The leader of the agency that markets Barbados’ tourism has warned both airport and union officials that labour unrest at the Grantley Adams International Airport (GAIA) is bad for the island’s bread and better industry.
And Chairman of the Barbados Tourism Marketing Inc (BTMI) Alvin Jemmott wants cooler heads to prevail in the ongoing row.
Some 100 airport workers staged a near three-hour strike today in an attempt to force GAIA to pay a 3.5 per cent rise which the National Union of Public Workers (NUPW) claims is owed to the employees, but which the airport denies it owes.
Indications were the protest action did not affect incoming or outgoing flights, but the union has also warned that unless management relents, things would get worse.
In an interview last night ahead of today’s protest action, Jemmott pleaded with both sides to exercise patience because the country could ill afford a strike in the important tourism industry.
“I have seen indication that the Minister of Tourism himself has every intention of intervening and I hope for the absolute best. We as a country cannot afford it at this time,” said Jemmott on the sidelines of a cocktail reception to show off the upgraded KPMG headquarters in Hastings, Christ Church.
“We have had too much of a good year leading into this winter to have any type of disruption. And I am hopeful and would be very pleased if the best result is found.
“Let patience prevail and let all your hearts be settled because at the end of it all this is our country and we really can’t cut your nose to spoil your features,” pleaded Jemmott, the general manager of Divi Southwinds.
The Central Bank said last week in its review of Barbados’ economic performance for 2015 that tourism was the only sector to record measurable growth and that its “stellar performance” was mainly responsible for the 0.5 per cent growth in the economy.
Between noon and 3:45 p.m. today over two dozen flights from regional and international destinations were expected to arrive at GAIA, with eight flights scheduled to depart. A total 47 flights were scheduled to land and 44 were scheduled to take off.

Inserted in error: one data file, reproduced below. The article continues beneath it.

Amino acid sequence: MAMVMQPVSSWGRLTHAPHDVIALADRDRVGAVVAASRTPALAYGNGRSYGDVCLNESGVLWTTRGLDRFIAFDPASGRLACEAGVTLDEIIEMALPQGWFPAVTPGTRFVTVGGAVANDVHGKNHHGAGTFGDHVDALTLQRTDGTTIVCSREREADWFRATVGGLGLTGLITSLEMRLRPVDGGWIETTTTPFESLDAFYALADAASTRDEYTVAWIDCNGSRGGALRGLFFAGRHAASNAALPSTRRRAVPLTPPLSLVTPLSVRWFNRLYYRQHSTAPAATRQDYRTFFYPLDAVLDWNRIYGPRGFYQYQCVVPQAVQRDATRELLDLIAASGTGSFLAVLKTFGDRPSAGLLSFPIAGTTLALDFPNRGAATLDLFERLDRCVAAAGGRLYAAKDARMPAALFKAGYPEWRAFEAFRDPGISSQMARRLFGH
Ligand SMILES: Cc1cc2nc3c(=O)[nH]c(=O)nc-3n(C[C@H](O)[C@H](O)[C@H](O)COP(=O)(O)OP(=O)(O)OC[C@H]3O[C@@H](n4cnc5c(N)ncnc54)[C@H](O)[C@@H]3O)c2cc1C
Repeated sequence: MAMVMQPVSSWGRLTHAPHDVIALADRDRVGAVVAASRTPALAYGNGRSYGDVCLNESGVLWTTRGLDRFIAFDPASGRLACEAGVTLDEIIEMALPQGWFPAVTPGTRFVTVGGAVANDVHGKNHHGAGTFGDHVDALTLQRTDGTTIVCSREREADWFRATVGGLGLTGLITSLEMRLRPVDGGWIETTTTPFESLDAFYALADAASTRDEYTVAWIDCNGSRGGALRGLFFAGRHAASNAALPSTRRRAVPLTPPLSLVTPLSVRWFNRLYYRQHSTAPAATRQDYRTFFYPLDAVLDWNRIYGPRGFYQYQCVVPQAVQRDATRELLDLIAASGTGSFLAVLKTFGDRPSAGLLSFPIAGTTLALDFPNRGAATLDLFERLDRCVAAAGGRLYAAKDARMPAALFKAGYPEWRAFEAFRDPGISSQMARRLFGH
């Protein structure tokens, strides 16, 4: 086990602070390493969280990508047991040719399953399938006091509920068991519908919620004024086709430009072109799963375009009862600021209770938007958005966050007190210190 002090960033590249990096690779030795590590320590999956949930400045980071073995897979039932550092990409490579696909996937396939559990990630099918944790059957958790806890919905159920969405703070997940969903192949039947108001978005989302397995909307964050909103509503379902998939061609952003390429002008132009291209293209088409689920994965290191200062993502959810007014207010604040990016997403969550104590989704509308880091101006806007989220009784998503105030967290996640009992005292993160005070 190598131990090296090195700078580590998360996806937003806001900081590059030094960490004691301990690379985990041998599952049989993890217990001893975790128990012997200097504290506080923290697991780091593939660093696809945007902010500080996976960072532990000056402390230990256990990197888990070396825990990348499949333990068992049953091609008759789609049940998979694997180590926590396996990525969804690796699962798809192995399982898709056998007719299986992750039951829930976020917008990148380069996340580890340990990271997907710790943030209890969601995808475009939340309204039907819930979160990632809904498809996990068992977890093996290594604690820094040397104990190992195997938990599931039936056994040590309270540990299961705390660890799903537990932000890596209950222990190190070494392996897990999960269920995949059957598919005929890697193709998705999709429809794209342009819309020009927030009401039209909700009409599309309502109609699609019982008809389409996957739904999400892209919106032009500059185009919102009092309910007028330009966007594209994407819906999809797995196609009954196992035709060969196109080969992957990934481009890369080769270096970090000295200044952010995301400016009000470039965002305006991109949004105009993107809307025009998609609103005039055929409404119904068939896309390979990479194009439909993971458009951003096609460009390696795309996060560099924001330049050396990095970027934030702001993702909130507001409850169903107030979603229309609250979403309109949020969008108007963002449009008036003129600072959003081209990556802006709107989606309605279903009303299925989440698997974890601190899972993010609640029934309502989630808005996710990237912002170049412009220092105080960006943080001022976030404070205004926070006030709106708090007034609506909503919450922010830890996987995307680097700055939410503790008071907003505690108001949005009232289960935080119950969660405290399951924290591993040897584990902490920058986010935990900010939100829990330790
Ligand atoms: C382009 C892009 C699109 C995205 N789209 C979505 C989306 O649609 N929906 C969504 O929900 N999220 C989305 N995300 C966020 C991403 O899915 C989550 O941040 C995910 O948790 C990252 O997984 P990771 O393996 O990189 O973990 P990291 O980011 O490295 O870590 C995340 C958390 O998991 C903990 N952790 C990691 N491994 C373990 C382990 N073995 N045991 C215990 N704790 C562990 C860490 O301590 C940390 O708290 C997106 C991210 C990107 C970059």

January is normally the busiest month at GAIA, with over 214, 000 passengers passing through the airport in January 2015, up from 201,100 in January 2014.
The local tourism sector already has to come to grips with the threat of the Zika virus, with some carriers and hotel chains announcing that they would waive cancellation or change fees for pregnant women booked to travel to the countries against which the United States Center for Disease Control and Prevention has issued travel warnings.
Jemmott said, “an epidemic or pandemic is never a good thing for a tourism dependent destination” and stressed that tourism stakeholders here were taking the
“I know that the tourism officials, the health officials and the stakeholders they are all coming together and seeing if there are best practices that we would have learned from dealing with previous events to see how we can use those best practices to mitigate any loss,” he said.
Earlier this week chief executive officer of the Barbados Hotel and Tourism Association (BHTA) Sue Springer told Barbados TODAY hoteliers and health officials were being proactive in their efforts to mitigate the impact of Zika on the tourism industry, by putting preventive and control measures in place at their facilities.